The Jem Report: Total Cost and Benefit of Ownership: What It Really Means for Desktop Systems
Aug 27, 2003, 13:00 (6 Talkback[s])
(Other stories by Jem Matzan)
"One of the most common buzz phrases in the computer press today
is Total Cost of Ownership, or TCO for short. The term is
relatively self-explanatory: it is a measure of how much your
computer will cost you for as long as you use it, or how much it
costs to own it. Previously this term was used in the auto industry
to reflect how much money a new car would cost you beyond the
sticker price--it encompassed maintenance and repairs, fuel
efficiency, tire and brake life, reliability, and insurance and
registration fees. Tallying up these costs and figuring in the
amount of use and stress your car endures, you can get a good idea
of what it will cost to drive it over a given period of time.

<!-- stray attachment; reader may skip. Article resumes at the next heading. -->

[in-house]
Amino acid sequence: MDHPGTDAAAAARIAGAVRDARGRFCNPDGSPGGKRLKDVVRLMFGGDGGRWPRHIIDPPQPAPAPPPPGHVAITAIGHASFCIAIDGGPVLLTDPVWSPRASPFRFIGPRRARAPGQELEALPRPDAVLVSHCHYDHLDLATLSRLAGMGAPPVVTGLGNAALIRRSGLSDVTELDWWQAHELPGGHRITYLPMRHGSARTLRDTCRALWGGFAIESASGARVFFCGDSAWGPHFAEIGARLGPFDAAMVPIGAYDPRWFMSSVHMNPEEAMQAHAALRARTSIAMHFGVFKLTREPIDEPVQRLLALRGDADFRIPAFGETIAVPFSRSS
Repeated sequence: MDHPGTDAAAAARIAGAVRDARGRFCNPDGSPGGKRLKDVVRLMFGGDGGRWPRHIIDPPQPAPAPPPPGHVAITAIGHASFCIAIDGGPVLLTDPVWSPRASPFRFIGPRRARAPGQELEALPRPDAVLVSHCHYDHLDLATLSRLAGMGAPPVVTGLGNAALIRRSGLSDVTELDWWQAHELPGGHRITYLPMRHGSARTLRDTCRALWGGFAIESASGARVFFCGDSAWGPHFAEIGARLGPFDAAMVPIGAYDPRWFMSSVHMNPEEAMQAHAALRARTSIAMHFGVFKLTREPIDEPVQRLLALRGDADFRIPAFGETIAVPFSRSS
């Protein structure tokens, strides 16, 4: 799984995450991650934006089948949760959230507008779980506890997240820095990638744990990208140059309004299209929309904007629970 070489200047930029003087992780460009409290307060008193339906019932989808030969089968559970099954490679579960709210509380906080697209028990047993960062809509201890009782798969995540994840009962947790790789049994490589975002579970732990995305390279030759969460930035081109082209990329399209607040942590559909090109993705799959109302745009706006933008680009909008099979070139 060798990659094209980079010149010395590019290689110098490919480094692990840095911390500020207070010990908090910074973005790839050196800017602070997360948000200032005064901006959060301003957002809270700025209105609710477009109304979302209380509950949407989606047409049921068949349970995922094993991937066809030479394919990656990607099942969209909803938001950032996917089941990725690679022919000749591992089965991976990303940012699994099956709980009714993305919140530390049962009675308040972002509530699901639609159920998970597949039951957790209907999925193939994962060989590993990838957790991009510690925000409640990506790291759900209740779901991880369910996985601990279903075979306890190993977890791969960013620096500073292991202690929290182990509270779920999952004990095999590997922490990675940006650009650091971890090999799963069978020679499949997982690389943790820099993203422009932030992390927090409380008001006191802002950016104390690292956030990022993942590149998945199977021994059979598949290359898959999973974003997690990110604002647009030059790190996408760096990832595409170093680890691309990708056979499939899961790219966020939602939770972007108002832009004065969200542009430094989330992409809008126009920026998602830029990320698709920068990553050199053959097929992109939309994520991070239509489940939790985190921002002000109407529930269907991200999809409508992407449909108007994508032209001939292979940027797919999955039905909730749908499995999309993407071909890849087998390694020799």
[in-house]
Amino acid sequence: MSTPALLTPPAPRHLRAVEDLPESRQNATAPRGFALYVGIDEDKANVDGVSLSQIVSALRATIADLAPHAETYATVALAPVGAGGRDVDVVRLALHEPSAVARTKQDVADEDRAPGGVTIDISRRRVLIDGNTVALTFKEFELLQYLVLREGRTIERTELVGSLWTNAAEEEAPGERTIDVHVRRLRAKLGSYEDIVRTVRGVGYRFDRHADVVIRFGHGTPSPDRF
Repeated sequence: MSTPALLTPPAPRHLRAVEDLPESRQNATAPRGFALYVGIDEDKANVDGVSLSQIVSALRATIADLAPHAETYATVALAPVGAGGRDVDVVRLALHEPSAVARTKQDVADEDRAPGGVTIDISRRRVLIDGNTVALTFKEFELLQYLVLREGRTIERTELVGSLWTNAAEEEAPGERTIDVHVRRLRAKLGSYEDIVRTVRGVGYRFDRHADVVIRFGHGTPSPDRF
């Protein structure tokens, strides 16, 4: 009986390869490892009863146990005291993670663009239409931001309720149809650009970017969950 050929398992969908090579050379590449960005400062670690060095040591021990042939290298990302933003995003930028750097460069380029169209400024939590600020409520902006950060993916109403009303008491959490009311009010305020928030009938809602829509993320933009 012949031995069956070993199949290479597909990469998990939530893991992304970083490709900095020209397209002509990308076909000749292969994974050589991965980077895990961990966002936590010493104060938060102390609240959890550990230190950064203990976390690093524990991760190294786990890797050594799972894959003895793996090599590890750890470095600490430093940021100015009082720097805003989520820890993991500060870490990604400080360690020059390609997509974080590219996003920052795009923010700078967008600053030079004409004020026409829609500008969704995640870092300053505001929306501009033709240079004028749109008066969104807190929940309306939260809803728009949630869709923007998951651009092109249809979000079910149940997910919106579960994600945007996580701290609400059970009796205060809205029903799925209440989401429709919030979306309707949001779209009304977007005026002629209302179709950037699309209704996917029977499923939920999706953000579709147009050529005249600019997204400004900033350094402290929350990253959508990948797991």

"How does this directly relate to computers? The same categories
don't apply to electronic devices of this nature, so you can't use
the same kind of formula to calculate TCO for a computer that you
would for a car. So what factors should be considered?
"The Gartner Group has a specific set of (costly) tools to
evaluate TCO in a range of large enterprise environments, but the
results don't compare to and aren't useful for a home or small
business environment. The purpose of this article is to help you
determine what the TCO and Total Benefit of Ownership (what you're
getting for what you're paying) is for desktop systems..."